In all probability golf was first played on Welsh soil when three enthusiastic Scotsmen laid out a few roughly made holes on a spur of land known as the Morfa in 1869. It was not until 1875 that a group of members from the Royal Liverpool Golf Club realised the full potential of the area and had a professionally-designed course laid out by their club professional, Jack Morris, nephew of Old Tom Morris. Conway (Caernarvonshire) Golf Club was officially formed on the 30th June, 1890 and is the third oldest club behind Tenby (est. 1888) and Rhyl (March 1890) In 1893 Douglas Adams visited the club which resulted in his three famous paintings of the Conwy links course, “A Difficult Bunker”, “The Putting Green” and “The Drive” In 1895 the course was extended to 18 holes by Jack Morris and in the same year, Conwy Golf Club became one of the founding members of the Welsh Golfing Union.
The Morfa was badly affected by the demands of the First World War and the course, along with the surrounding area, was appropriated for military use. With the enormity of the military activities, the old links course was virtually obliterated and the course was “closed” from 1914 to 1919. To keep the club functioning, everything was moved in a northerly direction to the site that the course now occupies. When the Second World War broke out, it was decided to build the prefabricated harbours used in Operation Overlord for the invasion of Europe on the Conwy Estuary. The Mulberry Harbours were constructed on a site at the back of the present second green. This site was the location of the then ninth green which was lost and never replaced. Fortunately this was the only real damage the course suffered.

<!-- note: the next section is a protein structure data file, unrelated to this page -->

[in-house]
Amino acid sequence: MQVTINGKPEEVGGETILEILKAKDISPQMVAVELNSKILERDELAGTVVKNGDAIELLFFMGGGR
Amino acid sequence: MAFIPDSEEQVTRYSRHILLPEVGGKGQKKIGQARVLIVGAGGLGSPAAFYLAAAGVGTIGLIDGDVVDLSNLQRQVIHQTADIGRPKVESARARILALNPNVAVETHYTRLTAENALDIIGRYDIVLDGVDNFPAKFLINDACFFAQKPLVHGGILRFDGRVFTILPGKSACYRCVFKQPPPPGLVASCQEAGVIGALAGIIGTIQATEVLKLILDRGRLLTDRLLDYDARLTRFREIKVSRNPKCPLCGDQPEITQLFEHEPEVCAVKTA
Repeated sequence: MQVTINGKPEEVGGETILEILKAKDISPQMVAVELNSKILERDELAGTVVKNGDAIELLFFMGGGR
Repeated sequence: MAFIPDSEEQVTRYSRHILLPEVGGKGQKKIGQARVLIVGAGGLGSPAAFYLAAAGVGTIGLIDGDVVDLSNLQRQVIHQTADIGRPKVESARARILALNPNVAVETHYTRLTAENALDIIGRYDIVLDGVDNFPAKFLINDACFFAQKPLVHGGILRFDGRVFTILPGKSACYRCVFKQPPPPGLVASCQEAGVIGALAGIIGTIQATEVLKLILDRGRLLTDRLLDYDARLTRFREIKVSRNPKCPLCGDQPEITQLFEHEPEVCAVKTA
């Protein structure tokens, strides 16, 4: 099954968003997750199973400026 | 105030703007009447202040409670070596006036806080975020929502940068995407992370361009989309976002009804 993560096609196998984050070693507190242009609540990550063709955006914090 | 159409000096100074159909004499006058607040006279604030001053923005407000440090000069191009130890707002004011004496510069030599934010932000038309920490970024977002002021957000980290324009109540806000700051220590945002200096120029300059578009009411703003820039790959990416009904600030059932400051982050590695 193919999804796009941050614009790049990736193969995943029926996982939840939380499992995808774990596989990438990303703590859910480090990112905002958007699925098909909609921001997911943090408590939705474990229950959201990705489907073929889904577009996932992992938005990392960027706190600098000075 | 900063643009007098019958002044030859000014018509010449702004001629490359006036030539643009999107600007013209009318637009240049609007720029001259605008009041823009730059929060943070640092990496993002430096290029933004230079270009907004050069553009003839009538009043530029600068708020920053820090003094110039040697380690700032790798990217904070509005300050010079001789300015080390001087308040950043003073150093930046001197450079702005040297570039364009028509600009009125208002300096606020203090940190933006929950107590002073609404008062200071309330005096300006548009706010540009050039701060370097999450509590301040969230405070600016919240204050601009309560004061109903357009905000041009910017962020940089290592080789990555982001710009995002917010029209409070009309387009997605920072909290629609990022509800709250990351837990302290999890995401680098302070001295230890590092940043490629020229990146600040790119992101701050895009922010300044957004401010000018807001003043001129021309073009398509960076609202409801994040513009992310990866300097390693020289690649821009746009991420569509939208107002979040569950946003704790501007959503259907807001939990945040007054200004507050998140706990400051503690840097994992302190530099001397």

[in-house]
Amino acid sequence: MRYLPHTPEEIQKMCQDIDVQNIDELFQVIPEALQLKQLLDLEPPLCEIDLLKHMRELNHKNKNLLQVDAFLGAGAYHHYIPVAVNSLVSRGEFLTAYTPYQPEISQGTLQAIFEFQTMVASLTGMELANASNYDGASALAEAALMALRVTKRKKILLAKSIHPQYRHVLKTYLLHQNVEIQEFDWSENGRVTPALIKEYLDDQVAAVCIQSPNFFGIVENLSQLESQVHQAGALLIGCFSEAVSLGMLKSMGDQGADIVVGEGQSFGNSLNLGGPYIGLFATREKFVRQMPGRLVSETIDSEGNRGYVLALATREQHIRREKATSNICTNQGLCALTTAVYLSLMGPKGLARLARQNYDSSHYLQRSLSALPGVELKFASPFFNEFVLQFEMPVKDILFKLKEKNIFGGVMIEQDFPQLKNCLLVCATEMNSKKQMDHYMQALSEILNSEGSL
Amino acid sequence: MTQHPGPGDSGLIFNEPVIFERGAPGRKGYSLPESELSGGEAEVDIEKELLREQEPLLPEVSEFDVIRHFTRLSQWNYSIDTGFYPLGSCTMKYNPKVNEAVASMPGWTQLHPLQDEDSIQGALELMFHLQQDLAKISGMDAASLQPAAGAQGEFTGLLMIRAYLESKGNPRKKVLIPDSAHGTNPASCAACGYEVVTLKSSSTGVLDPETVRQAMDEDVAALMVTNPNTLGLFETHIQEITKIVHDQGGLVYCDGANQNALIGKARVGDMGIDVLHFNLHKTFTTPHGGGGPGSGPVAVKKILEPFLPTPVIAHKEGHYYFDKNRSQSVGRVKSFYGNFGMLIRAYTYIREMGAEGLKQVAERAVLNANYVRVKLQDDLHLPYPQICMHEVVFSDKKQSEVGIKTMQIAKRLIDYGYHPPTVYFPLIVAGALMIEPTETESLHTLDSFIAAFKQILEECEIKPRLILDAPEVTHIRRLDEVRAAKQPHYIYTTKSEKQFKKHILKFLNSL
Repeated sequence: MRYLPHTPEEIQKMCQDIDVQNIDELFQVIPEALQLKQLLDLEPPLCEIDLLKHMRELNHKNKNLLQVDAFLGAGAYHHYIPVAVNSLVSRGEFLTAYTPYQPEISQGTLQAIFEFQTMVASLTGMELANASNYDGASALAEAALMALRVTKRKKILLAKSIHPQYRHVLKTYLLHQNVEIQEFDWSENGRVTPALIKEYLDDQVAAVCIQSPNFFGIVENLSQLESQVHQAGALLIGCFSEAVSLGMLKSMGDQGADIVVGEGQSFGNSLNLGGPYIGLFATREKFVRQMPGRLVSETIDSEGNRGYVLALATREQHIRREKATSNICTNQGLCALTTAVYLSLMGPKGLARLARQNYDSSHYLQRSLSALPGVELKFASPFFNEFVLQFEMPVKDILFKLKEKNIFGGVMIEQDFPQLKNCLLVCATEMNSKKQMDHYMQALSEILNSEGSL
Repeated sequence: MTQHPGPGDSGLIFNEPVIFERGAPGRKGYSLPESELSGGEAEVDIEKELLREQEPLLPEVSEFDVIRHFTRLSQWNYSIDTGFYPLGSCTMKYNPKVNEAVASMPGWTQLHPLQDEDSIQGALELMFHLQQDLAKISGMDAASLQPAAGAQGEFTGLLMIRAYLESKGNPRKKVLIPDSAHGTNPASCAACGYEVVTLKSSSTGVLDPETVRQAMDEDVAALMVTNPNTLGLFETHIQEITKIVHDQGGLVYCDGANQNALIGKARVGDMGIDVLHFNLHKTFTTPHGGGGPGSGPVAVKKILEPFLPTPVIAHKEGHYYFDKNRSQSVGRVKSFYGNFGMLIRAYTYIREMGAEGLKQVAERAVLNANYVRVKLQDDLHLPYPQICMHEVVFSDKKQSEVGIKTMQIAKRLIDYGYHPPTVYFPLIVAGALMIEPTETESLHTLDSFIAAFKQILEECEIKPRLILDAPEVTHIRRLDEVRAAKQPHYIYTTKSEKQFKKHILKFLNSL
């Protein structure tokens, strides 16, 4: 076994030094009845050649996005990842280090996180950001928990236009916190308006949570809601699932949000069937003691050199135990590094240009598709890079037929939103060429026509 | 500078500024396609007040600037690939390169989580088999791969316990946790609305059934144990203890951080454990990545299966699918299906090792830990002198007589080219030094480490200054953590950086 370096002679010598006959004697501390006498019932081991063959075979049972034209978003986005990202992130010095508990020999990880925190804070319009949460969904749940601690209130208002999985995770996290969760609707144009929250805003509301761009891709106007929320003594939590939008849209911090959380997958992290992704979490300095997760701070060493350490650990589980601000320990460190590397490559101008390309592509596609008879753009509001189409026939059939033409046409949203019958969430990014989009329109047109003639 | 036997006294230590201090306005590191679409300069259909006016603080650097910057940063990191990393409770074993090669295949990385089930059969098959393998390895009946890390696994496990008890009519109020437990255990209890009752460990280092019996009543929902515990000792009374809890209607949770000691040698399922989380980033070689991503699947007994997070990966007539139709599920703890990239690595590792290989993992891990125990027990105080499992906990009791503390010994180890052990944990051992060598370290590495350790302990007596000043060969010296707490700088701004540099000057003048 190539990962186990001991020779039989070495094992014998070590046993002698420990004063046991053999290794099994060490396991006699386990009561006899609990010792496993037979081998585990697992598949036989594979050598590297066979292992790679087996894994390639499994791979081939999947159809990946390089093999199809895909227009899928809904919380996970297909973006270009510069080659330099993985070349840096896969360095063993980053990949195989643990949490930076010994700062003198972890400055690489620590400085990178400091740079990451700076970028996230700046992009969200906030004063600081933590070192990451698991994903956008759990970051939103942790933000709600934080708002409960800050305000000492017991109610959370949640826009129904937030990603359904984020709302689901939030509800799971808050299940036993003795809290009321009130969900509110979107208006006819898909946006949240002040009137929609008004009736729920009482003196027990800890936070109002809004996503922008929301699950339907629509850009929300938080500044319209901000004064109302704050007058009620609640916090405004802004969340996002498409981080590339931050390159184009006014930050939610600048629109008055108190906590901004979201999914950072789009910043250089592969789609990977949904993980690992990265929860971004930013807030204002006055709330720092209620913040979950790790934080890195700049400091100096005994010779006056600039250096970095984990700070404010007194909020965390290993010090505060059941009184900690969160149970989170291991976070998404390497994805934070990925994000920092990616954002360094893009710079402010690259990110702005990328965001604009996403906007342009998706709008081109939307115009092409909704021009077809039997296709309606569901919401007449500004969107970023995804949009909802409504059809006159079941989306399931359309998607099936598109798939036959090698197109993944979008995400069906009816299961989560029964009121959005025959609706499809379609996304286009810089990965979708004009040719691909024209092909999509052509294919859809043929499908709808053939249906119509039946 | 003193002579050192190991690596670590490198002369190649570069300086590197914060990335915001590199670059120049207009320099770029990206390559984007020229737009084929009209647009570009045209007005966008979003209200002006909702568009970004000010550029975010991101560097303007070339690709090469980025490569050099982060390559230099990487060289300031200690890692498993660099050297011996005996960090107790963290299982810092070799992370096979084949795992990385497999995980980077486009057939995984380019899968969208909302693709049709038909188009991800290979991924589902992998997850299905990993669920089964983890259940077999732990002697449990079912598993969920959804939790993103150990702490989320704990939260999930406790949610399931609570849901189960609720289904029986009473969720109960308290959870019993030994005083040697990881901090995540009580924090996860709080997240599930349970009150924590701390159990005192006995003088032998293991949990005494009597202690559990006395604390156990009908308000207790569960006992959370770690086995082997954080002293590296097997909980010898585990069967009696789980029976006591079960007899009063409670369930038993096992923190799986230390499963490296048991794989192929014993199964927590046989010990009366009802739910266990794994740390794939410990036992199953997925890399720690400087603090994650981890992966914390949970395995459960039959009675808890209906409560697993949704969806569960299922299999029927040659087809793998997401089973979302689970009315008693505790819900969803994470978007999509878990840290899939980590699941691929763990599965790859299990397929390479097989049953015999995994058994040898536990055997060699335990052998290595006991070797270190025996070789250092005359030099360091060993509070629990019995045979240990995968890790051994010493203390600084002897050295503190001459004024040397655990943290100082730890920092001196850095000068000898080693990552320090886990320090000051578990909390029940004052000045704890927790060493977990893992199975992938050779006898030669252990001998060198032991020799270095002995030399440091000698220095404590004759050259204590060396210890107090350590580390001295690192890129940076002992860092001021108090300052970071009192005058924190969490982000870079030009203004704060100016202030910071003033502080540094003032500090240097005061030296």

1875 – Jack Morris designed the first layout of 12 holes
1895 – Jack Morris extended course to 18 holes.
Post First World War – Unknown, records lost in the 1933 fire.
Post Second World War – Unknown to date.
Mid 1970s – Frank Pennink made major changes to the front 9 holes. This included new green complexes on the 4th, 6th and 8th holes, with consequent new tees on the 5th, 7th and 9th holes.
1983 – Brian Hugget and Neil Coles re-designed five holes on the back nine as a consequence of the new tunnel and A55 Expressway construction. This involved a new 13th hole, increasing the 14th to a par 5, while the old par 3 14th became the new 15th. The old par 3 17th was scrapped with the green and part of the old 16th fairway being utilised for a brand new par 4 17th.
Extract from golf course website.